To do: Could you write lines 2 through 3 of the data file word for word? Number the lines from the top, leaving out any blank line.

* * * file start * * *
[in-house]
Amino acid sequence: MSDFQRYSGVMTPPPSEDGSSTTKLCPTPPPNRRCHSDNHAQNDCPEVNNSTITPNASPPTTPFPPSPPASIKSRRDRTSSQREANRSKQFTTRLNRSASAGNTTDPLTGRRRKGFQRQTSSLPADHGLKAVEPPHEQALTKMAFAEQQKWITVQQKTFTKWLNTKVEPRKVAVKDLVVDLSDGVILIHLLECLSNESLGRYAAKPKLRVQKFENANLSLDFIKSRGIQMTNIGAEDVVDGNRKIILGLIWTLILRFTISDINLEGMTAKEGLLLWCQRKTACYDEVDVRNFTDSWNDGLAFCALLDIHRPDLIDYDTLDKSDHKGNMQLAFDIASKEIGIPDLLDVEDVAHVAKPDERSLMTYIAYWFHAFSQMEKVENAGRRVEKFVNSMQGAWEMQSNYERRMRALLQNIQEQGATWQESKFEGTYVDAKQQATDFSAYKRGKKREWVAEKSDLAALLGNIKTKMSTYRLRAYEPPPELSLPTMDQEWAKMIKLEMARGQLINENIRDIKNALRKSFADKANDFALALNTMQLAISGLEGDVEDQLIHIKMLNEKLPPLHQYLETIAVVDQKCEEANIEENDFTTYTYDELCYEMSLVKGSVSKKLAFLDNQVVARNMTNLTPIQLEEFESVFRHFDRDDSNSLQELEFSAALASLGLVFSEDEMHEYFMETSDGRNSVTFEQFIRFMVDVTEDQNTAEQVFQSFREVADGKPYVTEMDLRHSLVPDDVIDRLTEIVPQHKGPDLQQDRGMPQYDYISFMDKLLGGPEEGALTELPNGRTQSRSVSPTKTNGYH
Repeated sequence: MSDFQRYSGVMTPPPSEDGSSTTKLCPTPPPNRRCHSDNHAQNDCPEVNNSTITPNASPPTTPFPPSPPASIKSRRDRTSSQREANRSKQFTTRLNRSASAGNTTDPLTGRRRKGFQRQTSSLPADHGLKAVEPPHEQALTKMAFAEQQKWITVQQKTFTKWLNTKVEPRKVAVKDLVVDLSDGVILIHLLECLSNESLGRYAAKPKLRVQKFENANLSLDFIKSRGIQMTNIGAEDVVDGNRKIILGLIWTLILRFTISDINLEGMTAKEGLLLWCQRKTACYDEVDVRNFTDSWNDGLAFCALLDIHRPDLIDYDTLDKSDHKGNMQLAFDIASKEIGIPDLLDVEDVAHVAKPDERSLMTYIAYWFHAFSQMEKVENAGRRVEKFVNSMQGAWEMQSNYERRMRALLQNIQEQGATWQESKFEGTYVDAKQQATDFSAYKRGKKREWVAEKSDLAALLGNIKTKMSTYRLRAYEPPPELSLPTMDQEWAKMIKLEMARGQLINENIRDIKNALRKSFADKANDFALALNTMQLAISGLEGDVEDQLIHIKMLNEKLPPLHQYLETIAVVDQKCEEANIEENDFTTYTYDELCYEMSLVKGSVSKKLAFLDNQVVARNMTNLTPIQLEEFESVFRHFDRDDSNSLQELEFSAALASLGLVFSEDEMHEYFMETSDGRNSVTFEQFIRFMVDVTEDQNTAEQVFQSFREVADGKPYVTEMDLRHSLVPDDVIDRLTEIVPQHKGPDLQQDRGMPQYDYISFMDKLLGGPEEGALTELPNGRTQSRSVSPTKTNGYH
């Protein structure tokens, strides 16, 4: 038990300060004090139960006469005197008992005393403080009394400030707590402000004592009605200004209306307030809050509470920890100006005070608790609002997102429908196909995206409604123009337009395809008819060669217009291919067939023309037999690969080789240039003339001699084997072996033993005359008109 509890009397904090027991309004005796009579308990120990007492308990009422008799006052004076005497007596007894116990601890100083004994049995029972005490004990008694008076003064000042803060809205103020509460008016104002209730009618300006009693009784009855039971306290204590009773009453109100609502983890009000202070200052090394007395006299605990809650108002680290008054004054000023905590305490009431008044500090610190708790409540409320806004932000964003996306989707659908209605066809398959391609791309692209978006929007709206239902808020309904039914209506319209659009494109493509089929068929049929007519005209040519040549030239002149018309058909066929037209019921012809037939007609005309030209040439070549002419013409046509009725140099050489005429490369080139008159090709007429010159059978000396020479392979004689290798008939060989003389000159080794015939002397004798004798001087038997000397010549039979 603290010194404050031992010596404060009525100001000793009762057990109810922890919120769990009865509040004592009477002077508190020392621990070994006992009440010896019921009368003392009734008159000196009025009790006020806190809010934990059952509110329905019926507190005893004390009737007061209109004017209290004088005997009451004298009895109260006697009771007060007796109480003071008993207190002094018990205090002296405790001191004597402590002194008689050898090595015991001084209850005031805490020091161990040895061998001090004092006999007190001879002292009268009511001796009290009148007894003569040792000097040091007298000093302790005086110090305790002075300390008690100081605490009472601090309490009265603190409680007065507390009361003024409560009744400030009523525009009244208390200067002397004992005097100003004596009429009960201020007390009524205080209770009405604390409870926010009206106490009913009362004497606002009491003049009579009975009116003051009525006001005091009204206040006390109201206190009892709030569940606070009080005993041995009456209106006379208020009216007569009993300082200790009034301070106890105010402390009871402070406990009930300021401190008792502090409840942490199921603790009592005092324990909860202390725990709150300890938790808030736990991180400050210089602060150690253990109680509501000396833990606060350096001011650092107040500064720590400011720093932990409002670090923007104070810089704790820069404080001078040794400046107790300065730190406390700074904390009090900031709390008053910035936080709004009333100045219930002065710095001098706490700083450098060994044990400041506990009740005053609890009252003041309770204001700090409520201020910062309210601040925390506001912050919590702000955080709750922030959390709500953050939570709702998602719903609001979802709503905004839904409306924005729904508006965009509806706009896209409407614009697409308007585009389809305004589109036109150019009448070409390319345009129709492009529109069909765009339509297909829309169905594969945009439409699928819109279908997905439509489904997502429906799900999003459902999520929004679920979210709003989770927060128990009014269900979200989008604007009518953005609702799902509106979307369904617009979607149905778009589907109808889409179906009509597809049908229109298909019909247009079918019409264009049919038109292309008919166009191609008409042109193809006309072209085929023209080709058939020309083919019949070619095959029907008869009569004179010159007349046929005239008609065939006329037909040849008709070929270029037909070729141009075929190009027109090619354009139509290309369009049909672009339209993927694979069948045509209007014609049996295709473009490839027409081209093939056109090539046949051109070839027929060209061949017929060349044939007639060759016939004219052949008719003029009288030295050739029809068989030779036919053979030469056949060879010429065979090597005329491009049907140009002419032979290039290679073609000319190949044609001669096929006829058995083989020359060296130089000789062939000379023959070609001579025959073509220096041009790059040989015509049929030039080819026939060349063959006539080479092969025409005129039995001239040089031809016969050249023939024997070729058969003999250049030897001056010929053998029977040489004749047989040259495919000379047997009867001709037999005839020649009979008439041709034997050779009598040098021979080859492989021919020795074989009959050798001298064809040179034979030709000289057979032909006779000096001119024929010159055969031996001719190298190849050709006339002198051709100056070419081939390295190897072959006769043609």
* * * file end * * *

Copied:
Amino acid sequence: MSDFQRYSGVMTPPPSEDGSSTTKLCPTPPPNRRCHSDNHAQNDCPEVNNSTITPNASPPTTPFPPSPPASIKSRRDRTSSQREANRSKQFTTRLNRSASAGNTTDPLTGRRRKGFQRQTSSLPADHGLKAVEPPHEQALTKMAFAEQQKWITVQQKTFTKWLNTKVEPRKVAVKDLVVDLSDGVILIHLLECLSNESLGRYAAKPKLRVQKFENANLSLDFIKSRGIQMTNIGAEDVVDGNRKIILGLIWTLILRFTISDINLEGMTAKEGLLLWCQRKTACYDEVDVRNFTDSWNDGLAFCALLDIHRPDLIDYDTLDKSDHKGNMQLAFDIASKEIGIPDLLDVEDVAHVAKPDERSLMTYIAYWFHAFSQMEKVENAGRRVEKFVNSMQGAWEMQSNYERRMRALLQNIQEQGATWQESKFEGTYVDAKQQATDFSAYKRGKKREWVAEKSDLAALLGNIKTKMSTYRLRAYEPPPELSLPTMDQEWAKMIKLEMARGQLINENIRDIKNALRKSFADKANDFALALNTMQLAISGLEGDVEDQLIHIKMLNEKLPPLHQYLETIAVVDQKCEEANIEENDFTTYTYDELCYEMSLVKGSVSKKLAFLDNQVVARNMTNLTPIQLEEFESVFRHFDRDDSNSLQELEFSAALASLGLVFSEDEMHEYFMETSDGRNSVTFEQFIRFMVDVTEDQNTAEQVFQSFREVADGKPYVTEMDLRHSLVPDDVIDRLTEIVPQHKGPDLQQDRGMPQYDYISFMDKLLGGPEEGALTELPNGRTQSRSVSPTKTNGYH
Repeated sequence: MSDFQRYSGVMTPPPSEDGSSTTKLCPTPPPNRRCHSDNHAQNDCPEVNNSTITPNASPPTTPFPPSPPASIKSRRDRTSSQREANRSKQFTTRLNRSASAGNTTDPLTGRRRKGFQRQTSSLPADHGLKAVEPPHEQALTKMAFAEQQKWITVQQKTFTKWLNTKVEPRKVAVKDLVVDLSDGVILIHLLECLSNESLGRYAAKPKLRVQKFENANLSLDFIKSRGIQMTNIGAEDVVDGNRKIILGLIWTLILRFTISDINLEGMTAKEGLLLWCQRKTACYDEVDVRNFTDSWNDGLAFCALLDIHRPDLIDYDTLDKSDHKGNMQLAFDIASKEIGIPDLLDVEDVAHVAKPDERSLMTYIAYWFHAFSQMEKVENAGRRVEKFVNSMQGAWEMQSNYERRMRALLQNIQEQGATWQESKFEGTYVDAKQQATDFSAYKRGKKREWVAEKSDLAALLGNIKTKMSTYRLRAYEPPPELSLPTMDQEWAKMIKLEMARGQLINENIRDIKNALRKSFADKANDFALALNTMQLAISGLEGDVEDQLIHIKMLNEKLPPLHQYLETIAVVDQKCEEANIEENDFTTYTYDELCYEMSLVKGSVSKKLAFLDNQVVARNMTNLTPIQLEEFESVFRHFDRDDSNSLQELEFSAALASLGLVFSEDEMHEYFMETSDGRNSVTFEQFIRFMVDVTEDQNTAEQVFQSFREVADGKPYVTEMDLRHSLVPDDVIDRLTEIVPQHKGPDLQQDRGMPQYDYISFMDKLLGGPEEGALTELPNGRTQSRSVSPTKTNGYH